-At one point, Adam suggests Levittown is still mostly white. This may be the case yet minorities have moved in increasing numbers to suburbs in recent decades. At the same time, the legacy of housing discrimination lives on as racial and ethnic groups are not necessarily evenly dispersed across suburbs. And, as noted later, black and Latino residents still have a harder time obtaining loans and continue to face housing discrimination. This is despite the 1968 Housing Act which was intended to eliminate such discrimination; the sociologists who wrote American Apartheid suggested that we lack the political will to see the Housing Act through.

-Nikole Hannah-Jones of NYT makes an appearance to talk about school funding and how white suburbs can draw upon a larger property tax base. Yet, Hannah-Jones goes much further in a 2015 episode of This American Life titled “The Problem We All Live With.” I highly recommend this and have had multiple classes listen to the story of segregated schools in Ferguson, Missouri and other nearby suburbs of St. Louis. By a loophole in state law, Ferguson students were allowed to attend a wealthier white district and it worked…until the loophole was closed. School funding is not the major issue. The deeper issue is the segregation of schools which we know can help minority students. And we know that integration – the 1966 Coleman Report made this clear and busing was tried in a few places for a few years until the outcry was too great – would work but few suburbanites want to consider it as a legitimate option.

-The video closes with these two lines: “The suburb you live in was built on a foundation of segregation. And we can’t close our eyes to that.” I imagine many white suburbanites would still object. At least two good academic books addressing two different contexts (White Flight in Atlanta and Colored Property in Detroit) show how white suburbanites in the 1960s made a switch from race-based arguments for segregation to economic-based ones. Now, if you ask suburbanites about race and ethnicity in their community, they will tend to say that they do not know of any issues or do not contribute to the problem yet they are more willing to talk about quality of life, property values, and good schools. Additionally, suburbanites tend to associate certain classes with certain racial and ethnic groups, leading to different treatment. Of course, race and class are intimately intertwined in the United States and class can often be used as a proxy for excluding by race or ethnicity.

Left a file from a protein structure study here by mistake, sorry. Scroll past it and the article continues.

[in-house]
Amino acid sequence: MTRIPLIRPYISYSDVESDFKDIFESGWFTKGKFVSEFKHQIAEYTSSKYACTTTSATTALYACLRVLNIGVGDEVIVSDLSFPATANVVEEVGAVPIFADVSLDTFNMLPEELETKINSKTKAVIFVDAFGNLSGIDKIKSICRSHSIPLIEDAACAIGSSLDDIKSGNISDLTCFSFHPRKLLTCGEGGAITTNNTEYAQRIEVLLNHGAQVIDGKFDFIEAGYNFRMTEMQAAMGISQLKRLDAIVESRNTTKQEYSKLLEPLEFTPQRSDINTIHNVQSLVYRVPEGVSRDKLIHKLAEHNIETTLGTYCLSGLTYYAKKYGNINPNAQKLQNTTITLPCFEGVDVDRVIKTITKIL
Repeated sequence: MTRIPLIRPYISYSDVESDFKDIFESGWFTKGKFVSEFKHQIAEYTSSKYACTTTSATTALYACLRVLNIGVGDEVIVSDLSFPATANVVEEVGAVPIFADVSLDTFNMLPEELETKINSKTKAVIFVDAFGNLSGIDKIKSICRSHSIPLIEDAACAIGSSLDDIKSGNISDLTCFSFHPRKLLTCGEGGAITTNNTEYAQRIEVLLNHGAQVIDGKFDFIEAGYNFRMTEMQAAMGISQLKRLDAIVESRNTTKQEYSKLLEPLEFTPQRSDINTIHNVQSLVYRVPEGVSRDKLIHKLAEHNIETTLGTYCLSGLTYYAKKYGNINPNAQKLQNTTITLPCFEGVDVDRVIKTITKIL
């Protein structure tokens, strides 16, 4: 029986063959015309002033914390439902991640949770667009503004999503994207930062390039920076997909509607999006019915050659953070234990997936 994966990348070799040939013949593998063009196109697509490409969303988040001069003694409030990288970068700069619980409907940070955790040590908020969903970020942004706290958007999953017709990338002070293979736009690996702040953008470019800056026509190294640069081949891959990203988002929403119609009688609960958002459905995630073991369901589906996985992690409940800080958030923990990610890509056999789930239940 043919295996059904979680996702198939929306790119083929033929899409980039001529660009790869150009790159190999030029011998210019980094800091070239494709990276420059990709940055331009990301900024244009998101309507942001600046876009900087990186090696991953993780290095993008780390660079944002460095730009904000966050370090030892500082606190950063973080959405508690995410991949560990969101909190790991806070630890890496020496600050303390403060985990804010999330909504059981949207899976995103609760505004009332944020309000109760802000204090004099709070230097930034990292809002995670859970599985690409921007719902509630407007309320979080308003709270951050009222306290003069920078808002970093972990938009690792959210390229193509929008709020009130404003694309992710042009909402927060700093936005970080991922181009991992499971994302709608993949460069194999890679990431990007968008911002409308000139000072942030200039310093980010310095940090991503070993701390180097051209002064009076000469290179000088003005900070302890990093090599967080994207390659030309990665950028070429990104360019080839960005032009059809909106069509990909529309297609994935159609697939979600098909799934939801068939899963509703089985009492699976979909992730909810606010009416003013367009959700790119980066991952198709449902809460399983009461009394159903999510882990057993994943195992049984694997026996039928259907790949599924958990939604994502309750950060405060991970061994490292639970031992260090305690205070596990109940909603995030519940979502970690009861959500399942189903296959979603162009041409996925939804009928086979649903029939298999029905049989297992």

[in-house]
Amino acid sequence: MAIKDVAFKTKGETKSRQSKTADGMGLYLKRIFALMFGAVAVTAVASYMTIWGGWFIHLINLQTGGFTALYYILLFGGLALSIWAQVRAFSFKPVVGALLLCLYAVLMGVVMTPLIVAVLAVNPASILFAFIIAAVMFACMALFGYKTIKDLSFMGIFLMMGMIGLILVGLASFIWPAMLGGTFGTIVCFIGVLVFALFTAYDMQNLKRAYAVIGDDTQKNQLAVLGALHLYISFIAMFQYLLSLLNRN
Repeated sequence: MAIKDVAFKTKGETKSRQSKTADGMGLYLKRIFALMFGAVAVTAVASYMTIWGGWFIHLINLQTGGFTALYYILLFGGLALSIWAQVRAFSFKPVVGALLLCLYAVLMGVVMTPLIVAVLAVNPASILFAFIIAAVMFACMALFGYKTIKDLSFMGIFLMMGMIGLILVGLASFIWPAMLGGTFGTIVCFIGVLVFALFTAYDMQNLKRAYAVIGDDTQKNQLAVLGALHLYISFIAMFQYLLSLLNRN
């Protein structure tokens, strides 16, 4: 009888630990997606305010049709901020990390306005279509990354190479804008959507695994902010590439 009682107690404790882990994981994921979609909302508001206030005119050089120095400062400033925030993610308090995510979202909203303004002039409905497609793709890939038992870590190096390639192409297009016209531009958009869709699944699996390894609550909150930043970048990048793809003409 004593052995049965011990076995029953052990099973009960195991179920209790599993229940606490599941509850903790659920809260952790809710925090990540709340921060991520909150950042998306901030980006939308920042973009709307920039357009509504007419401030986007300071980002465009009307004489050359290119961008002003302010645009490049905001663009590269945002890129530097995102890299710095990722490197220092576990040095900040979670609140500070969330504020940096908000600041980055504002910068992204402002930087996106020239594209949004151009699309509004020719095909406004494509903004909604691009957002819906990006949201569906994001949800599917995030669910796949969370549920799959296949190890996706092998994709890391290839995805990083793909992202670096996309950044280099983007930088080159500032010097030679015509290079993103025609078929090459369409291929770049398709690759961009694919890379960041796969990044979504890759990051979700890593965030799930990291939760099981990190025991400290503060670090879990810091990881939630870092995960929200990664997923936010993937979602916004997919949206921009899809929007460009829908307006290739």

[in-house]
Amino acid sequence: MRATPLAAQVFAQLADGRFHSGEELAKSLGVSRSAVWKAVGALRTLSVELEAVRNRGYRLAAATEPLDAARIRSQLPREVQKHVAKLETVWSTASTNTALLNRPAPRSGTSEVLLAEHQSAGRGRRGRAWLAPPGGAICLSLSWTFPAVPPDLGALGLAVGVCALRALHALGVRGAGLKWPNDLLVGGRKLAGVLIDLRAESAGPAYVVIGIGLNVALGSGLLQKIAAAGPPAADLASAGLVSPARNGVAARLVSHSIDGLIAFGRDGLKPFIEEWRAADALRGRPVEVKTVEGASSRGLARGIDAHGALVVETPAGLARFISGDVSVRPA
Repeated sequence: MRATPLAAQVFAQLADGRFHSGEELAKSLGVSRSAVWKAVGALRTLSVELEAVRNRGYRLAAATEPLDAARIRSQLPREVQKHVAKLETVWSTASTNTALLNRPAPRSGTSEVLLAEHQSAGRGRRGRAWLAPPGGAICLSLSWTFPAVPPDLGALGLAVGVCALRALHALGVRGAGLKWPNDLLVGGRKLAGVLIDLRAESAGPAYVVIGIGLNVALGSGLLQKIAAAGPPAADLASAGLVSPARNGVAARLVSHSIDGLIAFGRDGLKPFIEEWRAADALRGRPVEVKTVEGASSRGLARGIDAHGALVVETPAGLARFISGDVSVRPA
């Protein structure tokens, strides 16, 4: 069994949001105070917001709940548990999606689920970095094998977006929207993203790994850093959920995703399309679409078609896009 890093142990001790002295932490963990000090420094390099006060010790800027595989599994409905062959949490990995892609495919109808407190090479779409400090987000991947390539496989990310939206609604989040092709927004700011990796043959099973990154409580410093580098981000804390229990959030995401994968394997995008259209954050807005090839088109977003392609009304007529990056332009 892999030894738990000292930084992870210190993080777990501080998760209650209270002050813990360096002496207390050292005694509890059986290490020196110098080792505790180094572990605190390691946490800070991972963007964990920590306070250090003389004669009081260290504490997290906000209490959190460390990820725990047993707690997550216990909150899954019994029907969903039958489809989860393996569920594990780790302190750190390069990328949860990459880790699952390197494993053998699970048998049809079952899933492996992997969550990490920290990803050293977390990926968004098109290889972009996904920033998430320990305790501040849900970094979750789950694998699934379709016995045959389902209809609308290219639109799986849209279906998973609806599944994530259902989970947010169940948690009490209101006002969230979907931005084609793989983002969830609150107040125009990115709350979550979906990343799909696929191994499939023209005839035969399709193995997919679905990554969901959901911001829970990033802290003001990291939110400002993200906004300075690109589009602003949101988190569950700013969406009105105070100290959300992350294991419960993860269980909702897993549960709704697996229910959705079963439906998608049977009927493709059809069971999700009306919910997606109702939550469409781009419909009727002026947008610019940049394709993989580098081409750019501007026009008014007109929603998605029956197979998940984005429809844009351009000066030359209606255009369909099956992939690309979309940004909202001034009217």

-Just a note on sources: the video uses an interesting mix of scholarly and journalistic sources. There is a lot of excellent academic literature on race and the suburbs and I have tried to point to some of those in this review.

In sum, this video could be a great start to a discussion of ongoing racial disparities in the suburbs. Residential segregation is not just present in large cities and it has long-lasting consequences. Even though the oft-cited histories of the American suburbs – such as Crabgrass Frontier – acknowledge redlining and discuss its implications, many Americans may be unaware of how race strongly influenced the creation of suburbs. (There were other influential factors present as well but that is a long story.) Going further, there are easy ways to go beyond this video and draw upon more complex studies of race in the suburbs.